Chronic undernutrition causes reduced growth and endocrine adaptations in order to maintain basic life processes. In the present study, the biochemical profiles of chronically undernourished children were determined in order to test the hypothesis that chronic undernutrition also causes changes in lipid profile in pre-school children.
The study population comprised 80 children aged between 12 and 71 months, including 60 with moderate undernutrition [height-for-age Z (HAZ) scores ≤ −2 and > −3] and 20 with severe undernutrition (HAZ scores ≤ −3). Socioeconomic, demographic and environmental data were obtained by application of a questionnaire, and anthropometric measurements and information relating to sex, age and feeding habits were collected by a trained nutritionist. Blood samples were analysed for haemoglobin, vitamin A, insulin-like growth factor 1 (IGF-1) and serum lipids, while cortisol was assayed in the saliva. Faecal samples were submitted to parasitological investigation. Analysis of variance and χ2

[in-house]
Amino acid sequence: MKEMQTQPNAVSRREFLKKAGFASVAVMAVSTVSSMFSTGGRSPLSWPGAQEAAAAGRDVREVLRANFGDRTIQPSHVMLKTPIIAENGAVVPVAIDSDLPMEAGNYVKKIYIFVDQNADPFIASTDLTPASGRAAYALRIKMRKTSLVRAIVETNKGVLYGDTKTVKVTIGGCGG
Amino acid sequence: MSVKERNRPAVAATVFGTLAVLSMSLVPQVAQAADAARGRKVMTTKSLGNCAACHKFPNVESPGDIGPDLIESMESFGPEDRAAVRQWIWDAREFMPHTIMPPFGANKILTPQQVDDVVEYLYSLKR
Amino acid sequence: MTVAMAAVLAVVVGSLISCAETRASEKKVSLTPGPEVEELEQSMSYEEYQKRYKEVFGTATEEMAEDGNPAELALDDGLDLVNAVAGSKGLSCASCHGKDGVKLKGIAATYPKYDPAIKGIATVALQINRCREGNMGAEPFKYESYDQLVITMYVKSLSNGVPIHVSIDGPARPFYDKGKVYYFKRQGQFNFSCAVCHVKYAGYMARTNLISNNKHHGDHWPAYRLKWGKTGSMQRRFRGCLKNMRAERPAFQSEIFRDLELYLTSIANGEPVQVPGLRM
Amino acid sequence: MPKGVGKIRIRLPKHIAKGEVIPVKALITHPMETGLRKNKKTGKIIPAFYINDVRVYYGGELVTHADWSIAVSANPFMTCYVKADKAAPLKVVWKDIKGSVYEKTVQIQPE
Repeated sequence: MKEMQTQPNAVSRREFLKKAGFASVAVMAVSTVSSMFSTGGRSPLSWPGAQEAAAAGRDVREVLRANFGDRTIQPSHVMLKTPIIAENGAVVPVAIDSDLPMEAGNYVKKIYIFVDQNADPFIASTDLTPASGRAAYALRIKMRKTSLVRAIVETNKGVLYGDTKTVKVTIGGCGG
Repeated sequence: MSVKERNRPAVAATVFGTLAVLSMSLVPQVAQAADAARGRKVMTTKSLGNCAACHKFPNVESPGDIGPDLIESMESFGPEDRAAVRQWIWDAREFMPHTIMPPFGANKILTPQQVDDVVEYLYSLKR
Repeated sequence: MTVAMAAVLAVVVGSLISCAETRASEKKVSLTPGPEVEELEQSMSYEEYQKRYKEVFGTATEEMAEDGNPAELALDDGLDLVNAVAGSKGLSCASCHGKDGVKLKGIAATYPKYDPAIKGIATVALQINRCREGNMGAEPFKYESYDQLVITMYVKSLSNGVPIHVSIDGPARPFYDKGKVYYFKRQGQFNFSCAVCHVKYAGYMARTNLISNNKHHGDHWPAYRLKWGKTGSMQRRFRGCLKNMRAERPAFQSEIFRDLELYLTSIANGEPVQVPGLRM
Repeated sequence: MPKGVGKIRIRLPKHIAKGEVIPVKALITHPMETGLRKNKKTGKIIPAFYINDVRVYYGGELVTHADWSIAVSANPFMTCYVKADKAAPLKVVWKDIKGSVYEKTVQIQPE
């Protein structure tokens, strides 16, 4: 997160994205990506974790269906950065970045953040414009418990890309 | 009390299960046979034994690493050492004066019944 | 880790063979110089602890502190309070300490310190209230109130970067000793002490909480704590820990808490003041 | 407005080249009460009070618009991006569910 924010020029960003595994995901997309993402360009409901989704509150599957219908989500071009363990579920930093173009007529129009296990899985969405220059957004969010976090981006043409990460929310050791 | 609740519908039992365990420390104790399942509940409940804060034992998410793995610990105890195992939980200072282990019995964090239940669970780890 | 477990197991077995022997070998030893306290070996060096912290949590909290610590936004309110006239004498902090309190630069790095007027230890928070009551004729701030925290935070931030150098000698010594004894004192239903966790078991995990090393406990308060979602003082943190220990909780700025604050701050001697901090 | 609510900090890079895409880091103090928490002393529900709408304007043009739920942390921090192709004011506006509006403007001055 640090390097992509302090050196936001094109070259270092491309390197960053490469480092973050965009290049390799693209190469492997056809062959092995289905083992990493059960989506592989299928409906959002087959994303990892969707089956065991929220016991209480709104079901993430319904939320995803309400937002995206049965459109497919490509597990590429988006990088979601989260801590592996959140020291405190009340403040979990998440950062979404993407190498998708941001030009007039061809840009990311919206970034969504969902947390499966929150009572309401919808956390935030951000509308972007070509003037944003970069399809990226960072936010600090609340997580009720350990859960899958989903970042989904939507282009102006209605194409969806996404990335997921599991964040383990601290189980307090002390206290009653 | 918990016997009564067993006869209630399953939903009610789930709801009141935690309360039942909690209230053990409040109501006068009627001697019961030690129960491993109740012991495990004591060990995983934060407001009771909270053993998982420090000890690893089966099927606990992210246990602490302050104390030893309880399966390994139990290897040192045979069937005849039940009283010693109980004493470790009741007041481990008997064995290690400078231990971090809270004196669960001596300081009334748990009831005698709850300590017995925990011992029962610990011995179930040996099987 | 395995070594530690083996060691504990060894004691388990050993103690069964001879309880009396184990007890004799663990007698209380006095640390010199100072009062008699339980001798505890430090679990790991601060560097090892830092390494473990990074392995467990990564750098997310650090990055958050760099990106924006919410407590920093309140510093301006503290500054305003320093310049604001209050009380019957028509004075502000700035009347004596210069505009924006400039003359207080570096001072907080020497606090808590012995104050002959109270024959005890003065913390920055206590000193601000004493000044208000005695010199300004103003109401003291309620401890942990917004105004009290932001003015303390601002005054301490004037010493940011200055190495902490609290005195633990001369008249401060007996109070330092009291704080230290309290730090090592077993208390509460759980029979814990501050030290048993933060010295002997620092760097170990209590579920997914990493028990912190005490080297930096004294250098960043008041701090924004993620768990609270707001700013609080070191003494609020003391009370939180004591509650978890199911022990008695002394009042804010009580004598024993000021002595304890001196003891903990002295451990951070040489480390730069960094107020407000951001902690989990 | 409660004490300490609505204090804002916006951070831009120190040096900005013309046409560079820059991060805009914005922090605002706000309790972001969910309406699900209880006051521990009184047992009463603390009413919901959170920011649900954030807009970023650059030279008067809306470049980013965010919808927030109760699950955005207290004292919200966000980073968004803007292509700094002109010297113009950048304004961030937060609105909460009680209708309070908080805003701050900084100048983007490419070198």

methods were employed in order to select the variables that participated in the multivariate logistic regression analysis. The study population was socioeconomically homogeneous, while the lack of a treated water supply was clearly associated with the degree of malnutrition. Most children were parasitised and anaemia was significantly more prevalent among the severely undernourished. Levels of IGF-1 decreased significantly with increasing severity of undernutrition. Lipid analysis revealed that almost all of the children had dyslipidemia, while low levels of high-density lipoprotein were associated with the degree of undernutrition. It is concluded that chronic malnutrition causes endocrine changes that give rise to alterations in the metabolic profile of pre-school children.